The Nabokovian essence is a miraculously fertile instability, where without warning the words detach themselves from the everyday, and streak off like flares in a night sky, illuminating hidden versts of longing and terror.

Here, as throughout his work, Amis does not simply celebrate Nabokov, he emulates him. A cynic might wonder if he had his eye on some imminent new edition of Pale Fire say, and had set his hopes on seeing his name on the back cover. He is equally good on the poetry of Philip Larkin, which he praises for its “frictionless memorability,” a perfectly formed phrase. He elaborates:

[Larkin’s] greatest stanzas, for all their unexpectedness, make you feel that a part of your mind was already prepared to receive them—was anxiously awaiting them. They seem ineluctable, or predestined. Larkin, often, is more than memorable. He is instantly unforgettable.

One can’t help but be seduced by Amis’s judgements; the precision of the language he expresses them in makes them seem irrefutable. How can someone who writes with such enviable clarity—who must therefore think with such enviable clarity—be wrong about anything? But he is wrong now and then, badly so. We will return to this theme later.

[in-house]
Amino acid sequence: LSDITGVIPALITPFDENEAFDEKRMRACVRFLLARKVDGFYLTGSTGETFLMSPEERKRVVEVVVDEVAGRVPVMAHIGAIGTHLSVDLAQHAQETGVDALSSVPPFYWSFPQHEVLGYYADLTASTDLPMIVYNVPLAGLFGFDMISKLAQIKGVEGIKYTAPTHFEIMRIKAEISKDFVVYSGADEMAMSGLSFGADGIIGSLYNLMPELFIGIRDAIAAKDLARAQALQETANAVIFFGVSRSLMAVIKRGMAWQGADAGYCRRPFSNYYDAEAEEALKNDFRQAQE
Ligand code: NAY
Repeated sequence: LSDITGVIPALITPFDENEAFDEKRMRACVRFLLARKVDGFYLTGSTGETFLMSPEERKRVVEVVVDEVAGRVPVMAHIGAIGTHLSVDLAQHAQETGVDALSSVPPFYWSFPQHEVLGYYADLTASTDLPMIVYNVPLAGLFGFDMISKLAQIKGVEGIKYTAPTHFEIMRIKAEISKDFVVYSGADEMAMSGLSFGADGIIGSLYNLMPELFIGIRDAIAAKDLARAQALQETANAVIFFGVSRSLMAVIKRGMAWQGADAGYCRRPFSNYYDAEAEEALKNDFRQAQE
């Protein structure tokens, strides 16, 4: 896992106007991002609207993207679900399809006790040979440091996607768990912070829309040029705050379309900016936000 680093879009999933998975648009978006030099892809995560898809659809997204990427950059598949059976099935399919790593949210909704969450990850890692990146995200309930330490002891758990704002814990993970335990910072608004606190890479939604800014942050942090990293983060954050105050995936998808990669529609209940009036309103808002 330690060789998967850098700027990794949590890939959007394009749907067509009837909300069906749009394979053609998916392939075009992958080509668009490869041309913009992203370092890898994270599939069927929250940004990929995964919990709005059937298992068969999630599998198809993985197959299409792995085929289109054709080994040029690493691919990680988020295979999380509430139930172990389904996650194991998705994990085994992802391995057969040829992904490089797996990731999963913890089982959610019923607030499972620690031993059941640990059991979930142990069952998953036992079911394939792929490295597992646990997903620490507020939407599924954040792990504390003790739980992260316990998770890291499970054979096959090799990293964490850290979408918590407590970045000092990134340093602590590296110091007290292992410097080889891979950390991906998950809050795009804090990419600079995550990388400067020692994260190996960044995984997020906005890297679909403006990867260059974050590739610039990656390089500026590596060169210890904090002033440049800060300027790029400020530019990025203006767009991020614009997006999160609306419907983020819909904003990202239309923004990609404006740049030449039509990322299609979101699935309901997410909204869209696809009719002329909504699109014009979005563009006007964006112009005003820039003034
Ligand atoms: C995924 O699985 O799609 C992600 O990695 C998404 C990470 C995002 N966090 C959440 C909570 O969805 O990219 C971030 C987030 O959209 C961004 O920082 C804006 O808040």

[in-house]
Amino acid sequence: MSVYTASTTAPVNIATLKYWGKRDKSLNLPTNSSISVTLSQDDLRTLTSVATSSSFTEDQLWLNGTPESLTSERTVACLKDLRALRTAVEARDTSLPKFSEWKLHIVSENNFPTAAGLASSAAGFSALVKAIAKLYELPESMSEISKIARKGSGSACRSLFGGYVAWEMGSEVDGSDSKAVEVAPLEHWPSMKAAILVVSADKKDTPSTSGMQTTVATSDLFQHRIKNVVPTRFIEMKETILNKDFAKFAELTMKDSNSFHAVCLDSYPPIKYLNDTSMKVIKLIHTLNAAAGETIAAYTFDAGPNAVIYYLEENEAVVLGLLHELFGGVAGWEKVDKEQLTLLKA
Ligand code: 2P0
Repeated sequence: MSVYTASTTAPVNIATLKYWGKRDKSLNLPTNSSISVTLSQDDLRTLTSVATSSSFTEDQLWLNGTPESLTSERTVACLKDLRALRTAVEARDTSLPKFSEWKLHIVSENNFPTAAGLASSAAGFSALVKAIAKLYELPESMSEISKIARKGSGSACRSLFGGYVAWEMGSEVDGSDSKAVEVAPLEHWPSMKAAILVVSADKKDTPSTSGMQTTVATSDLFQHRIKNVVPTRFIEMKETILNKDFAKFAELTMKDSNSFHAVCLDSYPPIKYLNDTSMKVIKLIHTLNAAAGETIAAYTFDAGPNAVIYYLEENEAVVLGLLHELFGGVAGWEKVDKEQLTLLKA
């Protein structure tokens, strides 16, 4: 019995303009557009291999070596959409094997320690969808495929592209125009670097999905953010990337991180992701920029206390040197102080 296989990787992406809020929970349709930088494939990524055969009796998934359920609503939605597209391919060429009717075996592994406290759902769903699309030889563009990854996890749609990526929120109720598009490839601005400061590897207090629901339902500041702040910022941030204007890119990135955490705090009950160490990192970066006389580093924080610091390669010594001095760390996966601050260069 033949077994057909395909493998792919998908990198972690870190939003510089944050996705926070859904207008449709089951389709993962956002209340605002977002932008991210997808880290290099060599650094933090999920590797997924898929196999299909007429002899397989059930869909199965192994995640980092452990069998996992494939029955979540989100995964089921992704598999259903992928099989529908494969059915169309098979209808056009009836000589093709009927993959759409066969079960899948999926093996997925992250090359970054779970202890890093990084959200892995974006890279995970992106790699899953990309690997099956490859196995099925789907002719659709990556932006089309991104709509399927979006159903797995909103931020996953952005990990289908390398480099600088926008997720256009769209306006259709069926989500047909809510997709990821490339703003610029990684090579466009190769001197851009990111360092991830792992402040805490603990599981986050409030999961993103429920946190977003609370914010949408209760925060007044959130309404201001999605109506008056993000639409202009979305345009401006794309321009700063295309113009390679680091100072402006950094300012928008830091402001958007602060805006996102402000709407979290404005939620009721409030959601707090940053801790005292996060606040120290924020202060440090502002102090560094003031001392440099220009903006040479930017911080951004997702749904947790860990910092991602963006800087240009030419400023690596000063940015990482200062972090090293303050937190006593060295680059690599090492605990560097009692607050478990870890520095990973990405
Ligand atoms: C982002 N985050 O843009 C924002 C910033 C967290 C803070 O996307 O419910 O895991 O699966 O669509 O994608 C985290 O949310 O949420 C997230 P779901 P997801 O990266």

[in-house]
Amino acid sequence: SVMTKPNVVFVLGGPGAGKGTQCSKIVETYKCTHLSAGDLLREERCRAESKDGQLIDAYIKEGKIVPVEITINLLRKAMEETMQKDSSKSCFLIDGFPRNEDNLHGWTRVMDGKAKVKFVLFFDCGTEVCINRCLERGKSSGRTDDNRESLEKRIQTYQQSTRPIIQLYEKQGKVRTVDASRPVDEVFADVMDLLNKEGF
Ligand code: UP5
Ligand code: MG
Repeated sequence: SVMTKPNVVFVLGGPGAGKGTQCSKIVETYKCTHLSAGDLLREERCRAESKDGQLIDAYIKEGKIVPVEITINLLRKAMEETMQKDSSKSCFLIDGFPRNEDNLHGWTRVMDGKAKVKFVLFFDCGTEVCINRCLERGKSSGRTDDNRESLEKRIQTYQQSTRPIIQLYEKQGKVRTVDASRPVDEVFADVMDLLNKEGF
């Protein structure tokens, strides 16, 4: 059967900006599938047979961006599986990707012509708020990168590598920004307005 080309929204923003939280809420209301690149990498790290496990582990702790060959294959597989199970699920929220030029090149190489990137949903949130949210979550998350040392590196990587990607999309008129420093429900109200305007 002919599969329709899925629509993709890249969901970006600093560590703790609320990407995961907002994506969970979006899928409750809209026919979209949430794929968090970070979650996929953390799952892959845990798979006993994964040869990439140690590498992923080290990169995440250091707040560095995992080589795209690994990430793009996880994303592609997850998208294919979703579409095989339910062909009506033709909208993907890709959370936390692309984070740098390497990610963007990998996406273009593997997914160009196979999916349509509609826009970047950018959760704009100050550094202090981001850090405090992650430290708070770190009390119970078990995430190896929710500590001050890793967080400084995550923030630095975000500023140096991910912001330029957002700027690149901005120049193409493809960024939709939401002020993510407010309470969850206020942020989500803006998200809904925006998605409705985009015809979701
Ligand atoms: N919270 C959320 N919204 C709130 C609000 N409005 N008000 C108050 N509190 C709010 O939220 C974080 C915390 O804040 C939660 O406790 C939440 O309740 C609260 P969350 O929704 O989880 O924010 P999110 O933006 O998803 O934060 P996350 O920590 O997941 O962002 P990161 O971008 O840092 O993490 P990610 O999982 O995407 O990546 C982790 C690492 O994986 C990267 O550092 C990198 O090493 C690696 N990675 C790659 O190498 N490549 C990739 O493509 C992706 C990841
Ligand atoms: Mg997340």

If Amis is most lucid writing about writers, he is at his funniest writing about sports. Who else would write a whole piece about Tim Henman focused entirely on the wimpishness of his Christian name? Or another in which the sole aim is to develop his thesis that “personality” in tennis-speak, as in “Tennis needs a new star who is a genuine personality”, is an exact synonym for “asshole”? Perhaps genuine tennis fans will be frustrated by such playfully silly “reporting” on the sport. I recommend those people to glut themselves on the humourless post-match witterings of Sue Barker and Pat Cash. Meanwhile, the rest of us can relish such riffs as this:

There’s one thing I’m prepared for: the somewhat boorish suggestion that the Martins aren’t that great either. Not so. A minute’s thought gives me Luther, Heidegger, Ryle, Scorsese, and Martin Luther King. Who can the Tims bounce back with? Tim Calvin? Tim Schopenhauer? Tim Hubble? Tim Ford Coppola? Tim X?